Oh by the way that friend I mentioned earlier finally got a job. For some reason this particular application didn’t ask about the criminal record. It was the first in almost 85 applications that didn’t ask. She got a call back for an interview. I encouraged her to be forthright about the arrest and at the end of the interview to be sure to tell hiring manager. The hiring director appreciated her honesty and called me for a reference.

She got the job.

Virginia is the 15th state to pass the order. You can read about it here:

And here:

About Fred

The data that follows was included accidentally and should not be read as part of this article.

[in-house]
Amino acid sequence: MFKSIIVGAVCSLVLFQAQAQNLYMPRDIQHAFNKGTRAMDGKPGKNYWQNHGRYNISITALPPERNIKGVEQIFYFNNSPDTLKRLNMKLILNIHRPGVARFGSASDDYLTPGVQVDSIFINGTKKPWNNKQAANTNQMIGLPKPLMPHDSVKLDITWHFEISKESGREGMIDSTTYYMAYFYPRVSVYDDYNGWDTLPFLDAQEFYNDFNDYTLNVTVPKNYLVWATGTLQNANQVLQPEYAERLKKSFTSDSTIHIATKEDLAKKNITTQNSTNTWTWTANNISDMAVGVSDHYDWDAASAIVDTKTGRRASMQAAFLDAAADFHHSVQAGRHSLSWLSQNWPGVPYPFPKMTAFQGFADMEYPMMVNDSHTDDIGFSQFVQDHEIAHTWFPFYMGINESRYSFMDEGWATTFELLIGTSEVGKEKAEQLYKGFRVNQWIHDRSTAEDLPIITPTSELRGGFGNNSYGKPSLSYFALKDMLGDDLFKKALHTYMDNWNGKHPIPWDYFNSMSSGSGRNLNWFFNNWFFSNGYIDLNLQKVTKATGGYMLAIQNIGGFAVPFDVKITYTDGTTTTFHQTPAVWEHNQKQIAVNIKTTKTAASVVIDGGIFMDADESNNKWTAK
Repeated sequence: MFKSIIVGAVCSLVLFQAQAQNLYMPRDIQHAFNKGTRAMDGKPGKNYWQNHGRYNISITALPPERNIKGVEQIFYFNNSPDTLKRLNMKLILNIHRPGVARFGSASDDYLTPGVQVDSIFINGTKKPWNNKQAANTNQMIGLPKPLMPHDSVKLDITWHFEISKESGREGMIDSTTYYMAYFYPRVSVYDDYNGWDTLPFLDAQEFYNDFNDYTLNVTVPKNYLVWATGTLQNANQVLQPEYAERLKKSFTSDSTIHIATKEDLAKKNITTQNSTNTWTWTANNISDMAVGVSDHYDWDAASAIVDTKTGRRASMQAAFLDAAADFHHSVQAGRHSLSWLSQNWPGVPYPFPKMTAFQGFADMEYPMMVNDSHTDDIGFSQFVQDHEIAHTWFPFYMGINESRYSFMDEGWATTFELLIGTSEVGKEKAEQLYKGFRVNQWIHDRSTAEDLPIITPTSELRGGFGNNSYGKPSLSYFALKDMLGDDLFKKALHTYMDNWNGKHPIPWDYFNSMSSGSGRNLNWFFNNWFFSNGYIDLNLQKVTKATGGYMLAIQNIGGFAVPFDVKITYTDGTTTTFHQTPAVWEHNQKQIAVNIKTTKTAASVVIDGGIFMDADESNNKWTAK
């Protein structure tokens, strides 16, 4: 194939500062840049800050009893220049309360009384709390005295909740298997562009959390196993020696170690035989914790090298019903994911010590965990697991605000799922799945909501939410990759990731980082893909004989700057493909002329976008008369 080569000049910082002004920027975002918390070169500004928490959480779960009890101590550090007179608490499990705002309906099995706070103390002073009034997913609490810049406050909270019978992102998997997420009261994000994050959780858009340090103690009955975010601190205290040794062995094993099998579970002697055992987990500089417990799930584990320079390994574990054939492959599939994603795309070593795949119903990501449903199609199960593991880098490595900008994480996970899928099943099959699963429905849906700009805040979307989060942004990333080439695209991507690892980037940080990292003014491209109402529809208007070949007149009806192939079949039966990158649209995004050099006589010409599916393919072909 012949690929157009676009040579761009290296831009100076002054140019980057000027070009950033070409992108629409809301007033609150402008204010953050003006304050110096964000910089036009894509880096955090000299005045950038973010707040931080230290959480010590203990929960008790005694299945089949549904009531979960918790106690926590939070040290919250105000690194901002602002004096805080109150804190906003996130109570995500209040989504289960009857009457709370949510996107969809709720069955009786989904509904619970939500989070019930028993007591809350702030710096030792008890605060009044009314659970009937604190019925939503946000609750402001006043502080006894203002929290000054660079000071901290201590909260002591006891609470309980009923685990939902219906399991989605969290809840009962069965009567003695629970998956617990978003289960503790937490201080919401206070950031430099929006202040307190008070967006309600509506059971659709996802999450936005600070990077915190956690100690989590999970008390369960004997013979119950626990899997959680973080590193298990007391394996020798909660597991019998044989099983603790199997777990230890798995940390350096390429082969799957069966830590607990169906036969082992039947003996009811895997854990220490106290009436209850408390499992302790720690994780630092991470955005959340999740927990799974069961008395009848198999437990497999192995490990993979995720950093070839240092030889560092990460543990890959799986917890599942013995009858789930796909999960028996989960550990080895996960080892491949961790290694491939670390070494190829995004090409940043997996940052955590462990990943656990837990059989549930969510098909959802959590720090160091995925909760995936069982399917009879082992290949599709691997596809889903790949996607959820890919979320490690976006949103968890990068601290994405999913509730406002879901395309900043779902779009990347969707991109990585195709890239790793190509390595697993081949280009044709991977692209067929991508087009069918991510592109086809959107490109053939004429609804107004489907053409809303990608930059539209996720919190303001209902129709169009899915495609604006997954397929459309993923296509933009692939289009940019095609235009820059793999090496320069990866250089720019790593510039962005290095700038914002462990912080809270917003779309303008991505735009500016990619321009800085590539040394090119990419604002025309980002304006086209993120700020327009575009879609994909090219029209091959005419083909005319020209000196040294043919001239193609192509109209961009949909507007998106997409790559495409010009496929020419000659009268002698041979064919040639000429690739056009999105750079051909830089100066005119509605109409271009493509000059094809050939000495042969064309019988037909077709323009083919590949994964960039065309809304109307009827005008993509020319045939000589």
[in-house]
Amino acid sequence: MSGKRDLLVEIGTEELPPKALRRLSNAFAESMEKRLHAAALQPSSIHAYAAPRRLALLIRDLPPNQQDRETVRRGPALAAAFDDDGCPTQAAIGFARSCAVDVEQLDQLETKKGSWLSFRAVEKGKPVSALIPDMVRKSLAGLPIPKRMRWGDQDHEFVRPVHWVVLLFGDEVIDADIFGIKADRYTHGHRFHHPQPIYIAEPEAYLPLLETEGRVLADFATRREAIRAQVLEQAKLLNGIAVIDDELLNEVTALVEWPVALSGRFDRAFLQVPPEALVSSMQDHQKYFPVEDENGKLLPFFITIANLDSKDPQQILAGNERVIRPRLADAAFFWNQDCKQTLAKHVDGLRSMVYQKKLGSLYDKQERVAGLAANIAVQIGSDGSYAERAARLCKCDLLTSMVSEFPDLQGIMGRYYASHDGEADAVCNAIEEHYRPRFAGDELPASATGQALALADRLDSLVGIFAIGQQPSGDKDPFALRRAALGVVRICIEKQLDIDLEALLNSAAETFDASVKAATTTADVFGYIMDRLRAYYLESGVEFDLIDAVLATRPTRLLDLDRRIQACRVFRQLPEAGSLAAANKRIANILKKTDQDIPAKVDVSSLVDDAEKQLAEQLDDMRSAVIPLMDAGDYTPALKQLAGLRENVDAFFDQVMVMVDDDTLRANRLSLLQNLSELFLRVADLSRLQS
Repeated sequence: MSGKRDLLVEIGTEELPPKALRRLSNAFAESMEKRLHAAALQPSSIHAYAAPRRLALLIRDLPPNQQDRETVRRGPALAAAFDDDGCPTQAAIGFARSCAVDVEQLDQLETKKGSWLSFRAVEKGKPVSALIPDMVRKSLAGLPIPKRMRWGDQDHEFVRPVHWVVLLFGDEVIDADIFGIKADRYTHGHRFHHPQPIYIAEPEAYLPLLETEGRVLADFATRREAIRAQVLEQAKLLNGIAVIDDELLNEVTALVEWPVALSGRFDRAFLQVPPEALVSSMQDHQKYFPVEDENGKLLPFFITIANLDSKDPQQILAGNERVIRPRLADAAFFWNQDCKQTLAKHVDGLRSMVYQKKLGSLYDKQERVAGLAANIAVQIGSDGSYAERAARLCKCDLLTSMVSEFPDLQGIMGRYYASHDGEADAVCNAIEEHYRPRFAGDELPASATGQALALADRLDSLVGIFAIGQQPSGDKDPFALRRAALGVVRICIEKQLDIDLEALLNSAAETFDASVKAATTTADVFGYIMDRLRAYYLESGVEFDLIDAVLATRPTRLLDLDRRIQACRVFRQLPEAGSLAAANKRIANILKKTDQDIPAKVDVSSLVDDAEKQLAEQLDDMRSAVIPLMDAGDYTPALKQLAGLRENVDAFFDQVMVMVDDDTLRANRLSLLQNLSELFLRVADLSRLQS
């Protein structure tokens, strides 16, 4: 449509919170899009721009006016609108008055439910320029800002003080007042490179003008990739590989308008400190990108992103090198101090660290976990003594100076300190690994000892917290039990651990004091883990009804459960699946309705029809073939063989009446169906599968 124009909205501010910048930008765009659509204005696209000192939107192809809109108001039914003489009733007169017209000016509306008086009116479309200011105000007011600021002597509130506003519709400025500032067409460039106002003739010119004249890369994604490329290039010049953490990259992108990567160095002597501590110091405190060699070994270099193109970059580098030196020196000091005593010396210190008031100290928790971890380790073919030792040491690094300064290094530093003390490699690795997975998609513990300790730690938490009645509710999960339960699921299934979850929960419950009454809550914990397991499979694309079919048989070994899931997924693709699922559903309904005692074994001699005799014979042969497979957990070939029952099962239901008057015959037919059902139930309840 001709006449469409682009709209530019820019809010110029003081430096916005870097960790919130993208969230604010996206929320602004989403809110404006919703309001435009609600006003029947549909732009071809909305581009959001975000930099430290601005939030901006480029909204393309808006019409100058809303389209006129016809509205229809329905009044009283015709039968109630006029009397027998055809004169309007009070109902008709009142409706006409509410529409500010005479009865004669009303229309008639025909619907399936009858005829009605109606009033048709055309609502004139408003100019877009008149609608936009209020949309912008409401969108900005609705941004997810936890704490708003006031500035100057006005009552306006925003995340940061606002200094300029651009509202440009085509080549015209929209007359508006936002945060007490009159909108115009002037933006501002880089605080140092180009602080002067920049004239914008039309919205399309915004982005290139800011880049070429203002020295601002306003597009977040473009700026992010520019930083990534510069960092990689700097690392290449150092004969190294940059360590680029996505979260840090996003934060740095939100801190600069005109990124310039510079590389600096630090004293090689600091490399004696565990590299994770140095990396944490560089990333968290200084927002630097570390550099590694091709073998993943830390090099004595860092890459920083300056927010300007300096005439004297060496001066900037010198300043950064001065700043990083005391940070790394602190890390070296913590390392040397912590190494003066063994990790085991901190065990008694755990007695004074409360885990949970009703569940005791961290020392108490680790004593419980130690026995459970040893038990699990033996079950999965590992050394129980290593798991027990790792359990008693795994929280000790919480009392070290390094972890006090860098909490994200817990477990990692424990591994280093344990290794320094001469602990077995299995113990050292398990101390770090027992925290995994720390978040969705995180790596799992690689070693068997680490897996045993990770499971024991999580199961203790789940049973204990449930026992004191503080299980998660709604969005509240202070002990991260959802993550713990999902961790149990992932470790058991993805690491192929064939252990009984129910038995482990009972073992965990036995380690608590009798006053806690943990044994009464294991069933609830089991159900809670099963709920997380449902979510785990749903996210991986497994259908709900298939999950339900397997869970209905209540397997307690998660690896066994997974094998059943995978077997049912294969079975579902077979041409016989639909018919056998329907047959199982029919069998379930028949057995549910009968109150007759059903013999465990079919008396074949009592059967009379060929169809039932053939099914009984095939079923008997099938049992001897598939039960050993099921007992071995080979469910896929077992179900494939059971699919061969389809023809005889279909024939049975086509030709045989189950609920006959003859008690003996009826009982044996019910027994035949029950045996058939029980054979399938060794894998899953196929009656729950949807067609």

Fred came to serve greater Williamsburg and WCC as lead pastor in October of 2010 and is grateful to be a part of the family. He is a husband, father, certified trauma professional, S.T.A.R. (strategies for trauma awareness & resilience) practitioner, community organizer, TEDx alum, founder of 3e Restoration, Inc. and co-owner of Philoxenia Culture LLC. He received his B.S. in Ministry/Bible at Amridge University and his Master’s of Religious Education in Missional Leadership from Rochester University. Currently he is a candidate for a Doctorate of Ministry in Contextual Theology in at Northern Seminary in Chicago. Fred has also served as an adjunct professor for Rochester University and Regent University where taught courses in philosophy, ethics, leadership, pastoral care, intro to Christianity, and ethnography. He has also served as a guest lecturer on the subjects of racialized cultural systems, poverty, and missiology at various universities, such as William & Mary and Oklahoma Christian University. Fred has authored on book (Racialized Cultural Systems, Social Displacement and Christian Hospitality) and several curriculum offerings, including The FloorPlan: Living Toward Restoration & Resilience. Fred enjoys hanging out with his family anytime, anywhere. He is deeply grateful for how God graciously works through the Church in all her various forms, despite our brokenness. He is passionate about seeing the last, least, and lonely of every neighborhood, city and nation experience God’s in-breaking kingdom, and come to know Jesus as King. Oh, and his favorite season is Advent and Christmas. Fred is a founding member of the board of directors for Virginia Racial Healing Institute, a member of the leadership team for Williamsburg's local chapter of Coming to the Table, and a member of Greater Williamsburg Trauma-Informed Community Network's Racial Trauma Committee and Training Committee.